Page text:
Trump’s total culture war
Donald Trump is waging a nonstop, all-encompassing war against progressive culture, in magnitude analogous to what 19th-century Germans once called a Kulturkampf.
As a result, not even former President George W. Bush has incurred the degree of hatred from the left that is now directed at Trump. For most of his time in office, Trump, his family, his friends and his businesses have been investigated, probed, dissected and constantly attacked.
In 2016 and early 2017, Barack Obama appointees in the FBI, CIA and Department of Justice tried to subvert the Trump campaign, interfere with his transition and, ultimately, abort his presidency. Now, congressional Democrats promise impeachment before the 2020 election.
The usual reason for such hatred is said to be Trump's unorthodox and combative take-no-prisoners style. Critics detest his crude and unfettered assertions, his lack of prior military or political experience, his attacks on the so-called bipartisan administrative state, and his intent to roll back the Obama-era effort of “fundamentally transforming” the country leftward.
Certainly, Trump's agenda of closing the border, using tariffs to overturn a half-century of Chinese mercantilism, and pulling back from optional overseas military interventions variously offends both Democrats and establishment Republicans.
Trump periodically and mercurially fires his top officials. He will soon appoint his fourth national security adviser within just three years.
Trump's economy is booming as never before in the 21st century: nearrecord-low unemployment, a record number of Americans working, increases in wages and family incomes, low interest rates, low inflation, steady GDP growth and a strong stock market.
Yet the real source of Trump derangement syndrome is his desire to wage a multifront pushback – politically, socially, economically and culturally – against what might be called the elite postmodern progressive world.
Contemporary elites increasingly see nationalism and patriotism as passe. Borders are 19thcentury holdovers. The European Union, not the U.S. Constitution, is seen as the preferable model to run a nation.
The media can no longer afford to be nonpartisan and impartial in its effort to rid America of a reactionary such as Trump, given his danger to the progressive future.
America's ancient sins can never really be forgiven. Thousands of buildings, monuments and statues dedicated to American sinners of the past must be destroyed, removed or renamed.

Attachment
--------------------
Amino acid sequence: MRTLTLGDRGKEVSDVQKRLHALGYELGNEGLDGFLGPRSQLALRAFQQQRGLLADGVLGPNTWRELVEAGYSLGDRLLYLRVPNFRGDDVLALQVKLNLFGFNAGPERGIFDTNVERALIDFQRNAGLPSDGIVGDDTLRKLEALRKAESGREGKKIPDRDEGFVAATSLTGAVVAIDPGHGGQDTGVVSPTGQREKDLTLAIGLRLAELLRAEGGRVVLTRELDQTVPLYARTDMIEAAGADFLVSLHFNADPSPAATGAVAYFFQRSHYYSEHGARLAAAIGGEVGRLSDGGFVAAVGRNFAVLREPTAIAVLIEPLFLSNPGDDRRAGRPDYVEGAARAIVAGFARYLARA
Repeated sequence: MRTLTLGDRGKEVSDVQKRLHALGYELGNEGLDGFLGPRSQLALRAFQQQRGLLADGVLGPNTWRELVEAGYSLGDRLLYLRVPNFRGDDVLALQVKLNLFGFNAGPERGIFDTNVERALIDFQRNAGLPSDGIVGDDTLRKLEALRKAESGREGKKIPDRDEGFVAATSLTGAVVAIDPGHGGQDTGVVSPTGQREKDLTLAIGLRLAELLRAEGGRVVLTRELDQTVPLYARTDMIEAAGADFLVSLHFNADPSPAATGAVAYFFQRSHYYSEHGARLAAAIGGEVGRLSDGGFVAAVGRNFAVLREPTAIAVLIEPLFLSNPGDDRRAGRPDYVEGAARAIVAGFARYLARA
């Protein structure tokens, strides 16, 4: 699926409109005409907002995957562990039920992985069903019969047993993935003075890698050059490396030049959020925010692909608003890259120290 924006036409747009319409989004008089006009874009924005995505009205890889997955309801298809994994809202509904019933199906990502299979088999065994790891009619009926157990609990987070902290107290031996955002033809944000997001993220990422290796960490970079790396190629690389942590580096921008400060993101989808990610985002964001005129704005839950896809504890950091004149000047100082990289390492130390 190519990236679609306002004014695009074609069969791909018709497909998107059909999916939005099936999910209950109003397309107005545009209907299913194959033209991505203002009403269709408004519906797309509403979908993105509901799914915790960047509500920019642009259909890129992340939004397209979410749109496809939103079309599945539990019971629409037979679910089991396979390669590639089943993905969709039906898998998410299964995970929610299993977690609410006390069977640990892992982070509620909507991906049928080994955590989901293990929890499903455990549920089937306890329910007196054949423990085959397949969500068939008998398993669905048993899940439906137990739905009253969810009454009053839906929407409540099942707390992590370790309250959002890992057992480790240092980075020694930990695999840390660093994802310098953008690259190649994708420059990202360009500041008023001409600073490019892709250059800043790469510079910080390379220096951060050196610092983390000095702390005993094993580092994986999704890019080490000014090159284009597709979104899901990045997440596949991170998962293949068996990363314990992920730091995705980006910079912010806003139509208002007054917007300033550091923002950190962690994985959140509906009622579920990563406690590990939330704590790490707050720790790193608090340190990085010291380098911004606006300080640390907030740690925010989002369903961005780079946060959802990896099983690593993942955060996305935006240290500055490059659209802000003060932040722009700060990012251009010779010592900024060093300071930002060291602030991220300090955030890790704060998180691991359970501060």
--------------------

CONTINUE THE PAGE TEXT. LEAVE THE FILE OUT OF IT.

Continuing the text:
A new America supposedly is marching forward under the banner of ending fossil fuels, curbing the Second Amendment, redistributing income, promoting identity politics and open borders, and providing free college, free health care and abortion on demand.
An insomniac Trump fights all of the above nonstop and everywhere. In the past, Republican presidents sought to slow the progressive transformation of America but despaired of ever stopping it.
No slugfest is too trivial for Trump. Sometimes that means calling out former NFL quarterback Colin Kaepernick for persuading NFL stars to kneel during the national anthem. Huge, monopolistic Silicon Valley companies are special Trump targets. Sometimes Trump enters cul-de-sac Twitter wars with Hollywood has-beens who have attacked him and his policies.
For all the acrimony and chaos – and prognostications of Trump's certain failure – a bloodied Trump wins more than he loses. NATO members may hate Trump, but more are finally paying their promised defense contributions. China was long due for a reckoning. Special counsel Robert Mueller's investigation proved fruitless.
Some of the most prominent Trump haters – Michael Avenatti, James Comey, Andrew McCabe, Antony Scaramucci and Rep. Adam Schiff – either have been discredited or have become increasingly irrelevant.
Trump has so enraged his Democratic adversaries that the candidates to replace him have moved farther to the left than any primary field in memory. In a way, the left-wing Democratic presidential candidates understand Trump best. If he wins his one-man crusade to stop the progressive project, they are finished, and their own party will make the necessary adjustments and then sheepishly drift back toward the center.
Victor Davis Hanson is a classicist and historian at the Hoover Institution, Stanford University, and the author of “The Second World Wars: How the First Global Conflict Was Fought and Won,” from Basic Books. You can reach him by e-mailing au[email protected]